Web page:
In the many years of Movie Monday on this blog — honestly, it’s been the most consistent feature — I have mainly focused on trash. This is for a number of reasons: a lot of it is easy to find on the web, it’s fun to write about and, crucially, it tends to be short, with glaring flaws that I can make funny jokes about.
So here I am writing about a Big Serious Film from Big Name Director Steven Spielberg, and it’s about the Cold War and oh Lord here we go.
OK, so. Bridge of Spies is based on a thing that did really happen, and is pretty faithful to its inspiration by the standards of a historical drama. In 1957, the FBI arrested a Russian spy, Rudolf Abel (here played by Mark Rylance); he was defended by a lawyer named James B. Donovan (Hanks), who fought his case all the way to the Supreme Court despite the fact that no one wanted the guy acquitted. In 1961, Donovan was also involved in exchanging Abel for good ol’ Francis Gary Powers, the pilot whose U-2 spy plane had been shot down by the Soviets in 1960, together with an American grad student named Frederic Pryor who had been arrested by the East Germans basically for being in the wrong place at the wrong time.
And that’s quite an interesting story, but as we all know, historical movies must be About Something. So what is Bridge of Spies about?
Well, I guess it’s supposed to be about integrity. Donovan is supposed to be a guy who is sort of fundamentally honest, willing to appeal the Abel case because Those Are the Rules, but who grows into a more humane honesty when he tries to save Pryor (who is of no value as an intelligence asset) as well as Powers (who is, of course, very valuable).
Cold War movies tend to be spy thrillers, war movies or stories about finding the shared humanity with people who are supposed to be your enemies. Unless they’re set exclusively in America, in which case they’re about people of principle standing up to a paranoid and repressive American security state (e.g. Good Night and Good Luck). Here, it’s … a little more complicated?
So we start out with the story of Donovan v. Paranoid and Repressive American Security State (hereinafter PRASS). In this one, PRASS, in the persons of a cynical CIA agent (Scott Shepherd), a rich jerk judge (Dakin Matthews), a rich jerk law boss (Alan Alda), and so on, wants Donovan to just bend the rules (inform on Abel, take a dive in court) for the sake of America, but he believes that the rules are America, fights hard for his client and his principles, and incidentally becomes friends with Abel, who is an unassuming guy with a wry sense of humour.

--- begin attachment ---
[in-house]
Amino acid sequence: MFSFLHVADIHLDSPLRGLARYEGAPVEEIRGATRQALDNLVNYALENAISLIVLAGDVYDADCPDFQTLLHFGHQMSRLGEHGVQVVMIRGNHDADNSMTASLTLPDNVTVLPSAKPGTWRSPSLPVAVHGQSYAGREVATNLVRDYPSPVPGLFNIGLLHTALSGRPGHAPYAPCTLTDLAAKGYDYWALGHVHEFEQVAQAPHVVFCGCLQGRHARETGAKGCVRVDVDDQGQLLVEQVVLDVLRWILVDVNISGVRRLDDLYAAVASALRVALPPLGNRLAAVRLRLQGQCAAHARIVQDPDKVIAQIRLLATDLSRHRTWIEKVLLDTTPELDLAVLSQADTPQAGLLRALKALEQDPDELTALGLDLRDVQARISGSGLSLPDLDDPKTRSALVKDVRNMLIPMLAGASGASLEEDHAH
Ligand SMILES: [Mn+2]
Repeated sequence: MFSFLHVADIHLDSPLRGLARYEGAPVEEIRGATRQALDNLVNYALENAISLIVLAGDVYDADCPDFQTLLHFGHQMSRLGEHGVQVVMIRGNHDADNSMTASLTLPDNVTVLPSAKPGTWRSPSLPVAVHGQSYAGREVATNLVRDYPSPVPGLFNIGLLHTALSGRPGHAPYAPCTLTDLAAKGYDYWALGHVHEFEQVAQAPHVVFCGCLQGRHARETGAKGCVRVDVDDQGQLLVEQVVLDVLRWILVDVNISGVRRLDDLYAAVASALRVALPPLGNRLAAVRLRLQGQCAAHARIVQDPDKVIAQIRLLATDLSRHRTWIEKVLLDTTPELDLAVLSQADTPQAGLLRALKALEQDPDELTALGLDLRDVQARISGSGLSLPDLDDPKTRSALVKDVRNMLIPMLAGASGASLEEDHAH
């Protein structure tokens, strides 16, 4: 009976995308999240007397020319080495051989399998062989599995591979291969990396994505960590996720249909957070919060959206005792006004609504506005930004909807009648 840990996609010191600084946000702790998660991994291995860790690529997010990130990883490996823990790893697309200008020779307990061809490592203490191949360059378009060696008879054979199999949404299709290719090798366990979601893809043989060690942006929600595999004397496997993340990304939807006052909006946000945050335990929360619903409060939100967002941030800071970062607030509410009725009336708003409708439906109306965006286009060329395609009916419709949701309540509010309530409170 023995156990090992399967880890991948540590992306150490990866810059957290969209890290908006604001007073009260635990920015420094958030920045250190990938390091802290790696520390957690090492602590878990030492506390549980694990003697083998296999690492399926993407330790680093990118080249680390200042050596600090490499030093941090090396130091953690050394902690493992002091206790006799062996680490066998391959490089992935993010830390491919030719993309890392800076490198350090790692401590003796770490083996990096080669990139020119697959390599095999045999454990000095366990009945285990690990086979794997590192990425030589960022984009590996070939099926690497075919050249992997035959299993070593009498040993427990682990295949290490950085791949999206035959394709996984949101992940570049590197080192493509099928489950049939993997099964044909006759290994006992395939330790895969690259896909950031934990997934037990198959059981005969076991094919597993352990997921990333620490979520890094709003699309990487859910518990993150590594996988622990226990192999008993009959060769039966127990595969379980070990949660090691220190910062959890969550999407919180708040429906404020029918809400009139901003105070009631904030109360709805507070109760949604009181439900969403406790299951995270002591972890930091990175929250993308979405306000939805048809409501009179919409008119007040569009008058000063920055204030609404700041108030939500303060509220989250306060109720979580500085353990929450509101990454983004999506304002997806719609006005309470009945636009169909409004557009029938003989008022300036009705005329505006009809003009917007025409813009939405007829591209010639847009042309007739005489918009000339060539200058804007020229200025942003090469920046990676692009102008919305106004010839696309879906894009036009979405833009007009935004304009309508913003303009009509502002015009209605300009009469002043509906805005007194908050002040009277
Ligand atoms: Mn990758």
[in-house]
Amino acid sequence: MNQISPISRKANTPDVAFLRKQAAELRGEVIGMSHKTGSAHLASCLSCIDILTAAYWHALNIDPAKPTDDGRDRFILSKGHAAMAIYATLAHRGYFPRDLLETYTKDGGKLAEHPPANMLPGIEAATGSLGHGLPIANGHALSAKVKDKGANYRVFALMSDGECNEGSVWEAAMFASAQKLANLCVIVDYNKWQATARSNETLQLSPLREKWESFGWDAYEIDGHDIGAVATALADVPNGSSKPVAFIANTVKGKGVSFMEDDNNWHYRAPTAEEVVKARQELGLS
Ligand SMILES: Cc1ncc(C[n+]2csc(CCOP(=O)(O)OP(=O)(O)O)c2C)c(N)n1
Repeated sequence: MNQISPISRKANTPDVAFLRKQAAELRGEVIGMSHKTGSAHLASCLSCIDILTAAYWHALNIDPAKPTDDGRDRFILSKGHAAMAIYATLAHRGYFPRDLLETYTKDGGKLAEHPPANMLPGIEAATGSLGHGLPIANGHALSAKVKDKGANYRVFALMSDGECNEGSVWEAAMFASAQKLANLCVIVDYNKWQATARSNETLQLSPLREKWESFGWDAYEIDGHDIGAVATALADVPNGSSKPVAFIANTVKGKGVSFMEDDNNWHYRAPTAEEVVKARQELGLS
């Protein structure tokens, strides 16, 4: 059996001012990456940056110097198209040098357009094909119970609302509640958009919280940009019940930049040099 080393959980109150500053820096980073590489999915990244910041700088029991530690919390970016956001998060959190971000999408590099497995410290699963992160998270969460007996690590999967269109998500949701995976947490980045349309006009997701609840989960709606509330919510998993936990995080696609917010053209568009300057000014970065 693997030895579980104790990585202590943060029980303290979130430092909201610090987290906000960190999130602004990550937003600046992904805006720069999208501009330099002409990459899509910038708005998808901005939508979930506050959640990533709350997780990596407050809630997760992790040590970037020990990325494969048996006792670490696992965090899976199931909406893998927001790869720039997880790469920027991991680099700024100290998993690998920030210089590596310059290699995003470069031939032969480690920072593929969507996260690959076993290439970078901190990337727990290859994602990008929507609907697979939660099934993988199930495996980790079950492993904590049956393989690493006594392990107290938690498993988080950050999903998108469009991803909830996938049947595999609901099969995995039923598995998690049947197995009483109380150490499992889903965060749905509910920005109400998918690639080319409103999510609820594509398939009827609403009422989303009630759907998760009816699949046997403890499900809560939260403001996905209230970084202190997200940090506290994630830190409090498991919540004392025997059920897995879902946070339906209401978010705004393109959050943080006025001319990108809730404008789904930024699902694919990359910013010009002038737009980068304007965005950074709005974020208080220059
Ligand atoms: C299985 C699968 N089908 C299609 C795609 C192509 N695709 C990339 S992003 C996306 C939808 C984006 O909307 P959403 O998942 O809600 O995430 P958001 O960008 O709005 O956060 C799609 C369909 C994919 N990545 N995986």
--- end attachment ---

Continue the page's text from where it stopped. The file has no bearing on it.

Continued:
Now that might lead you to think that this is one of those movies about how the Cold War twisted American society into a rotten old maze of institutionalised hatred and partisan self-interest and whatnot, but in the second part of the movie our action moves to East Germany. And of course East Germany is a total shitshow, a mixture of repressive institutions, desperate poverty and the good ol’ Russian boot. And once there things become even twistier and more ambiguous than they were back in the US.
Put these two parts together and the movie becomes both more nuanced and a little simpler: the world is a snaky mess of dirtbags, even if they are dirtbags with nuance and human value, and in such a world it’s important to be as little of a dirtbag as you can be. Something like that, anyway? I mean, you know, Tom Hanks as a figure of weary everyman integrity, just like … most movies.
Historically, it does the things most such films do: it compresses its story, it punches it up and it simplifies it. So, for instance, people were not happy with Donovan in real life, but in the movie someone shoots at his house, which I believe did not happen. Pryor was arrested in East Berlin, but in the movie East German troops beat him up at a half-built Berlin Wall, which was already complete by the time he was arrested. Donovan had a rough time in East Berlin, but he didn’t get mugged like he does in the movie, I don’t think. And of course the film just basically skips the years between 1958 and 1961, making it seem like the whole story takes place in the space of, I don’t know, a few months.
Movie-wise, you know, it’s a film about the Cold War that does, I think, a pretty decent job of showing the murkiness of international relations of the era and which, while critical of American institutions, doesn’t sugar-coat the nature of Eastern Bloc states in doing so. Oh, and it actually deals with the differences between the USSR and its clients, which is something you don’t often see. And it has good performances and a pretty good script and a good general sense of the weirdness of things. It’s not exactly a thrill a minute, but I enjoyed it.